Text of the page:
Which derivatives are subject to mandatory clearing?

On 10 June 2016, the European Commission made a third mandatory clearing determination under EMIR. Once it has passed scrutiny by the European Parliament and Council, the relevant delegated regulation will extend mandatory clearing to the interest rate swaps ("IRS") set out in the annex. This includes certain fixed-to-floating interest rate swaps and forward rate agreements denominated in the following currencies:

  • Norwegian Krone (NOK);
  • Polish Zloty (PLN); and
  • Swedish Krona (SEK).

The first mandatory clearing determination introduced the clearing obligation to certain IRS in G-4 currencies, which will be phased in from 21 June 2016. The second extended the obligation to certain credit default swaps, which will be phased in from 9 February 2017 (see our earlier update).

When does the clearing obligation take effect for these IRS?

The determination will take effect 20 days after its publication in the Official Journal of the EU (the "Commencement Date"), after which the obligation to clear these IRS will take effect as follows:

  1. Category 1 (clearing members for at least one of the classes of OTC IRS subject to clearing): 6 months after the Commencement Date.
  2. Category 2 (financial counterparties ("FCs") and alternative investment funds ("AIFs") that exceed a threshold of Euro 8 billion aggregate month-end average outstanding gross notional amount of all non-centrally cleared derivatives for January, February and March 2016 (the "Threshold"[1])): 12 months after the Commencement Date.
  3. Category 3 (FCs and AIFs that are not clearing members and that do not exceed the Threshold): 18 months after the Commencement Date.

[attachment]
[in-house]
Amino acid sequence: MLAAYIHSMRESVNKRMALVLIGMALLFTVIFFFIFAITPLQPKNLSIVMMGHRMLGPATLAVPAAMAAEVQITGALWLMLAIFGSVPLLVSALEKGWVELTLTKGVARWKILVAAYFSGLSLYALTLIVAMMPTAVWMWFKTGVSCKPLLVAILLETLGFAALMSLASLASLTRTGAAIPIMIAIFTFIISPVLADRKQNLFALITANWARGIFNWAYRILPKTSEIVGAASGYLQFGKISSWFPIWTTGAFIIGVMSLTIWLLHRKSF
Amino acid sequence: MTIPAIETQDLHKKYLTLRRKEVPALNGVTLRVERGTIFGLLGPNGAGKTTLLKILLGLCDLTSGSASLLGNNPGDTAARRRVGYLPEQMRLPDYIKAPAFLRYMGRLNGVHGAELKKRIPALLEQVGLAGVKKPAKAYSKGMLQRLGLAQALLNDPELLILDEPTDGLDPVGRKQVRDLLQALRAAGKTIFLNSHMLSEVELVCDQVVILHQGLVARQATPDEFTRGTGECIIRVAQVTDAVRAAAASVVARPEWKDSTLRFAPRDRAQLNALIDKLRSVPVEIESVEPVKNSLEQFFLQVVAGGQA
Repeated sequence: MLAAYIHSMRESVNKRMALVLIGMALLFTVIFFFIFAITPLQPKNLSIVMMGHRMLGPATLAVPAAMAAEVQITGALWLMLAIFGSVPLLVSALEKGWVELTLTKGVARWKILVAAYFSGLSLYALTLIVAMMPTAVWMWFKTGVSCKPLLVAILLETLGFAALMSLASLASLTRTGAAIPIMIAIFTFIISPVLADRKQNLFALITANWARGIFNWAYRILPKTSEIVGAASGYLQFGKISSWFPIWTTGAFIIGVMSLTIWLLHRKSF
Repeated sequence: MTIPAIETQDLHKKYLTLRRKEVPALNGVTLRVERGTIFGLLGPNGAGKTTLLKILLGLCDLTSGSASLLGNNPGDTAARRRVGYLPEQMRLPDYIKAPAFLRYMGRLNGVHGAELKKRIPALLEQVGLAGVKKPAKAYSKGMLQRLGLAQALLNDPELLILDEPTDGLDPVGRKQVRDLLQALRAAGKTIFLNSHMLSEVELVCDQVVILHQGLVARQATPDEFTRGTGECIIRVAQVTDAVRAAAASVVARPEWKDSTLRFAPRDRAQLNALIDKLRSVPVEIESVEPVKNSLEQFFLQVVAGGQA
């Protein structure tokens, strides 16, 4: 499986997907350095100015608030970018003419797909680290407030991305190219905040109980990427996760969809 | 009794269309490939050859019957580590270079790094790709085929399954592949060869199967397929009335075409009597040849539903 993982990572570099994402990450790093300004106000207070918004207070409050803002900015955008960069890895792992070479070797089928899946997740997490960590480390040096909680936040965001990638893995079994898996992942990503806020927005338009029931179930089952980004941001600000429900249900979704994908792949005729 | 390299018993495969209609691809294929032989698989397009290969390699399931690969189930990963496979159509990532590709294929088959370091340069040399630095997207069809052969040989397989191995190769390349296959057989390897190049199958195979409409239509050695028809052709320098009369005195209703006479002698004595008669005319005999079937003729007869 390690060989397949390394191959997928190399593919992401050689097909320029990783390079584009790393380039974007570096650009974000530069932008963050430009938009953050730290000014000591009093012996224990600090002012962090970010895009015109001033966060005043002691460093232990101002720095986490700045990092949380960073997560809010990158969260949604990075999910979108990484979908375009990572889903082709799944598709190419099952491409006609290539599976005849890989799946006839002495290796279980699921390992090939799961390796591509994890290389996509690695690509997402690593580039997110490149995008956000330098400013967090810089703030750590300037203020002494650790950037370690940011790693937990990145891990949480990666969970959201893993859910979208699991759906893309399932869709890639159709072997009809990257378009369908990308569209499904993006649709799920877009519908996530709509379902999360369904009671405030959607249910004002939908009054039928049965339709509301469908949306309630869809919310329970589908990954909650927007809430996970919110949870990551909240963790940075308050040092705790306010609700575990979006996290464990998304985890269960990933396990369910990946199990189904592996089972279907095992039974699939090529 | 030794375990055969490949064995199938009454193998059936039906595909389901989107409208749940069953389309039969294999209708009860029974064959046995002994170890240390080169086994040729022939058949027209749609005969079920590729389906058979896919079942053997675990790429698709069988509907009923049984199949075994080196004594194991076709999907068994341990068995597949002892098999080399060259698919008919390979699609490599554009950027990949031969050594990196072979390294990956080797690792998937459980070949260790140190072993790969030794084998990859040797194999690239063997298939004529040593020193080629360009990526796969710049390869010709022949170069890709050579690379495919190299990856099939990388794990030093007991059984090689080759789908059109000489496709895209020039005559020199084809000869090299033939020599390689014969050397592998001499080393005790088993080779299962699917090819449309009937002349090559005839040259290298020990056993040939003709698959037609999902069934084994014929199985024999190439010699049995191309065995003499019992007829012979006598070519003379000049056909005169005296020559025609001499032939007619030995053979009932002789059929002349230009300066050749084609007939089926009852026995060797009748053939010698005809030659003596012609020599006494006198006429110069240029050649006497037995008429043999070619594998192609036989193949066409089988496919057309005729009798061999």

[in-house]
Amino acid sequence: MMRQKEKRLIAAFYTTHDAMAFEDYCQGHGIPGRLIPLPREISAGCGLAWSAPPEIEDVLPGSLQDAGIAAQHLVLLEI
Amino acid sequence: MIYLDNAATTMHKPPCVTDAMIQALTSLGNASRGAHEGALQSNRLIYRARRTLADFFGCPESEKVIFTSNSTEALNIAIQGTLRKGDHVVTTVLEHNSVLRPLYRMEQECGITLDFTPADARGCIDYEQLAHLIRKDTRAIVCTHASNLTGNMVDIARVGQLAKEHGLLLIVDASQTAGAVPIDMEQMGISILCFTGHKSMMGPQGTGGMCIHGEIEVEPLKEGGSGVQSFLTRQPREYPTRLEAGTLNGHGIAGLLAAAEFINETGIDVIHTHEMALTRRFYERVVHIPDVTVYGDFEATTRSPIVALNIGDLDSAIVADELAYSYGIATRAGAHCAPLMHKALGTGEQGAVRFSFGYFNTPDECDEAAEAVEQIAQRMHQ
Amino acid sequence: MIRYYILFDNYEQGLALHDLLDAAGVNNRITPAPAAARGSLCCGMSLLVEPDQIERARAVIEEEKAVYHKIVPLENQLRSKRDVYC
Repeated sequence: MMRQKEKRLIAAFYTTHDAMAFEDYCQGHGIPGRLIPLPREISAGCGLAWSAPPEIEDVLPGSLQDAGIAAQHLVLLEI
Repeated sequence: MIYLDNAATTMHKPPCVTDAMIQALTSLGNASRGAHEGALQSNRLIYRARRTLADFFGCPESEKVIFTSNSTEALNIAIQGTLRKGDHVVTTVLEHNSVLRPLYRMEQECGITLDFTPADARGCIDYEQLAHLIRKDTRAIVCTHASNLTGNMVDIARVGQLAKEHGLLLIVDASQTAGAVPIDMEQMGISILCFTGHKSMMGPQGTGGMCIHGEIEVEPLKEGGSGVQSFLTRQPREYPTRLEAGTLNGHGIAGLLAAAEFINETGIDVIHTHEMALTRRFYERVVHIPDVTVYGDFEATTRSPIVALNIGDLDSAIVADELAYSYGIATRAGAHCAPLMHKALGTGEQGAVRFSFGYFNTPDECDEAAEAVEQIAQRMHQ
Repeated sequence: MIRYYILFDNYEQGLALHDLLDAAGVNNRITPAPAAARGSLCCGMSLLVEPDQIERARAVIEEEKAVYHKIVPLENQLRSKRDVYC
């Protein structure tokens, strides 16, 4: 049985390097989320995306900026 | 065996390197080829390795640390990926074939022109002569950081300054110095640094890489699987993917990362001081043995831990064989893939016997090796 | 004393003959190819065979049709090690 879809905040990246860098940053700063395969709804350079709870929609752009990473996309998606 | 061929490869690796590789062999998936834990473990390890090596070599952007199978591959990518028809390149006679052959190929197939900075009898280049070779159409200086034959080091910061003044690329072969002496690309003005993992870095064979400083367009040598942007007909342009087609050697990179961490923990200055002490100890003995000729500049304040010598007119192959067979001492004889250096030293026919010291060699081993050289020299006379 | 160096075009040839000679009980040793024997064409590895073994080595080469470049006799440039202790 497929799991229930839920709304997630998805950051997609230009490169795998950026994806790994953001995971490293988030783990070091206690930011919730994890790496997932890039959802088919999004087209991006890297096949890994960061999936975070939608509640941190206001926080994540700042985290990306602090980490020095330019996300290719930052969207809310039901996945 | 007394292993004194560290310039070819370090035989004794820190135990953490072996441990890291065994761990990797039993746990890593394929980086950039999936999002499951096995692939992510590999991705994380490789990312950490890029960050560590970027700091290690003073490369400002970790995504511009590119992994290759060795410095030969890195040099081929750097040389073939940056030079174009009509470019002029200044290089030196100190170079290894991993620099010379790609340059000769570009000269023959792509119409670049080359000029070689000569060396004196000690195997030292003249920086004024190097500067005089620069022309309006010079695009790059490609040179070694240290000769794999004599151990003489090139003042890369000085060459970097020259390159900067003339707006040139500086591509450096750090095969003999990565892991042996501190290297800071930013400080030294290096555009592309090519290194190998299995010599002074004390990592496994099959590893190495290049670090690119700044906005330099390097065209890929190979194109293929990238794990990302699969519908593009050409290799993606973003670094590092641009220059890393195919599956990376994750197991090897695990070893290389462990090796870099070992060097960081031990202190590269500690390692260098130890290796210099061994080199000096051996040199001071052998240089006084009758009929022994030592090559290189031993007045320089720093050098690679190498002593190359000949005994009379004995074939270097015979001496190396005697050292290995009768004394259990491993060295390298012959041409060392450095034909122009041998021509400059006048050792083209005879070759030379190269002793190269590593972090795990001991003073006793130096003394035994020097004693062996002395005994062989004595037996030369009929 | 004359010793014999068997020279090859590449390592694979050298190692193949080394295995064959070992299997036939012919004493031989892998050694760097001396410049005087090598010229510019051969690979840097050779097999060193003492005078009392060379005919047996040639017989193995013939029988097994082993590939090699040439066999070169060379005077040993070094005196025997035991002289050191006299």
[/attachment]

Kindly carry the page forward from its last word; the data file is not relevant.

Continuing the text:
4. Category 4 (non-financial counterparties whose rolling average position over a 30 working day period in OTC derivatives (net of their commercial and treasury financing hedges) exceeds a relevant clearing threshold (known as an NFC+)): 3 years after the Commencement Date.

We will republish this Alert once the determination has been published in the Official Journal and the Commencement Date and other consequent dates are known. Please see our earlier Technical Update for further details on counterparty classification.

Where an IRS is entered into between two counterparties in different categories, the date from which the clearing obligation takes effect for that contract will be the later of the two dates applicable to the counterparties.

There is a temporary three year reprieve for intra-group derivative transactions between an EU FC and a third country entity which would be an FC if established in the EU, without the need for an equivalence decision by the Commission in respect of the third country (provided that all the other conditions of the intra-group exemption are met). This three year reprieve may be cut short if the Commission subsequently makes an equivalence decision for the third country prior to the end of the three year period.

Consequences of failing to clear

Member States can apply their own rules on penalties for a counterparty breaching the rules in EMIR. The UK Financial Conduct Authority has the power to impose unlimited fines and to issue a public warning.

Margin for non-cleared trades

Although it seems that the phasing in of mandatory clearing is gathering pace, the same momentum has not been displayed in relation to the initial and variation margin requirements for non-cleared derivatives entered into between qualifying counterparties (i.e. FCs and NFC+s) (see our previous update). These rules were expected to be phased in from 1 September 2016, starting with the initial margin requirements for trades between the most active qualifying counterparties.

The Commission is, however, yet to finalise the rules and it now appears that it will not be in a position to do so before the end of 2016, with a view to the initial margin rules being phased in from around the middle of 2017. Other prospective dates, including those for the introduction of the variation margin requirements, are also expected to change, although it is not yet clear what the revised dates will be.

This delay may not signal a reprieve for the largest EU derivatives counterparties, as they may still be caught by rules in other jurisdictions (for example, when they trade with counterparties in the US, as the US margin rules are currently still expected to apply from 1 September 2016).

Looking ahead, in the absence of global "equivalence decisions" or "substituted compliance determinations", there is a risk that derivatives counterparties will be subject to two different margin regimes in relation to the same derivatives contract (for example, when an EU counterparty trades with a US counterparty).